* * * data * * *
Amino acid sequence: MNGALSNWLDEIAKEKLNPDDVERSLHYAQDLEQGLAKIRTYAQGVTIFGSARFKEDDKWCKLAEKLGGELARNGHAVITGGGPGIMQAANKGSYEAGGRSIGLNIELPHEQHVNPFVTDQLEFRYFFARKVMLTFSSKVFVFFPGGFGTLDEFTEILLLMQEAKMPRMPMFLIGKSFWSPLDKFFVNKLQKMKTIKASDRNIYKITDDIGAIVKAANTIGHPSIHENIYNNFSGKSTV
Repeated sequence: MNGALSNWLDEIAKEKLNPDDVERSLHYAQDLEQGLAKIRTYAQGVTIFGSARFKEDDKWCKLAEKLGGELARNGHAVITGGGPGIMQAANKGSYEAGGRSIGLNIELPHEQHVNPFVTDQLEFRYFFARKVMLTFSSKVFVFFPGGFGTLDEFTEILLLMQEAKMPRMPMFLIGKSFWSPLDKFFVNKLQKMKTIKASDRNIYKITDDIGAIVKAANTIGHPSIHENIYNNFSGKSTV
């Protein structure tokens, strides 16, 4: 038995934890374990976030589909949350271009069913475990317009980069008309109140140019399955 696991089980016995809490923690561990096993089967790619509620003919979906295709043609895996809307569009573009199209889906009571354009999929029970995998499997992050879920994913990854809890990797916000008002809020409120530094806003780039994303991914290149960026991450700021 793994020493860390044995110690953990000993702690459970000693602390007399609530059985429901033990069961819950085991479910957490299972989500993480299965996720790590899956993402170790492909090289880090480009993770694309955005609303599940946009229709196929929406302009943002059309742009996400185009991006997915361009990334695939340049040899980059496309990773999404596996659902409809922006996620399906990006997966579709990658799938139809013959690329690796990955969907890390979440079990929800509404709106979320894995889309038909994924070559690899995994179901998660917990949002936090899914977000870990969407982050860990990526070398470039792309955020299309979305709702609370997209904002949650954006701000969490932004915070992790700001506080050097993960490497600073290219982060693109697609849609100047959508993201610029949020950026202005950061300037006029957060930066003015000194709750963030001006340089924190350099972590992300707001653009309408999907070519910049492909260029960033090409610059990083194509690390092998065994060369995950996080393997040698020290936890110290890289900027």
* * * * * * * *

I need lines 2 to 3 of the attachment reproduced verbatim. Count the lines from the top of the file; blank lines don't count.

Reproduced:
Repeated sequence: MNGALSNWLDEIAKEKLNPDDVERSLHYAQDLEQGLAKIRTYAQGVTIFGSARFKEDDKWCKLAEKLGGELARNGHAVITGGGPGIMQAANKGSYEAGGRSIGLNIELPHEQHVNPFVTDQLEFRYFFARKVMLTFSSKVFVFFPGGFGTLDEFTEILLLMQEAKMPRMPMFLIGKSFWSPLDKFFVNKLQKMKTIKASDRNIYKITDDIGAIVKAANTIGHPSIHENIYNNFSGKSTV
């Protein structure tokens, strides 16, 4: 038995934890374990976030589909949350271009069913475990317009980069008309109140140019399955 696991089980016995809490923690561990096993089967790619509620003919979906295709043609895996809307569009573009199209889906009571354009999929029970995998499997992050879920994913990854809890990797916000008002809020409120530094806003780039994303991914290149960026991450700021 793994020493860390044995110690953990000993702690459970000693602390007399609530059985429901033990069961819950085991479910957490299972989500993480299965996720790590899956993402170790492909090289880090480009993770694309955005609303599940946009229709196929929406302009943002059309742009996400185009991006997915361009990334695939340049040899980059496309990773999404596996659902409809922006996620399906990006997966579709990658799938139809013959690329690796990955969907890390979440079990929800509404709106979320894995889309038909994924070559690899995994179901998660917990949002936090899914977000870990969407982050860990990526070398470039792309955020299309979305709702609370997209904002949650954006701000969490932004915070992790700001506080050097993960490497600073290219982060693109697609849609100047959508993201610029949020950026202005950061300037006029957060930066003015000194709750963030001006340089924190350099972590992300707001653009309408999907070519910049492909260029960033090409610059990083194509690390092998065994060369995950996080393997040698020290936890110290890289900027």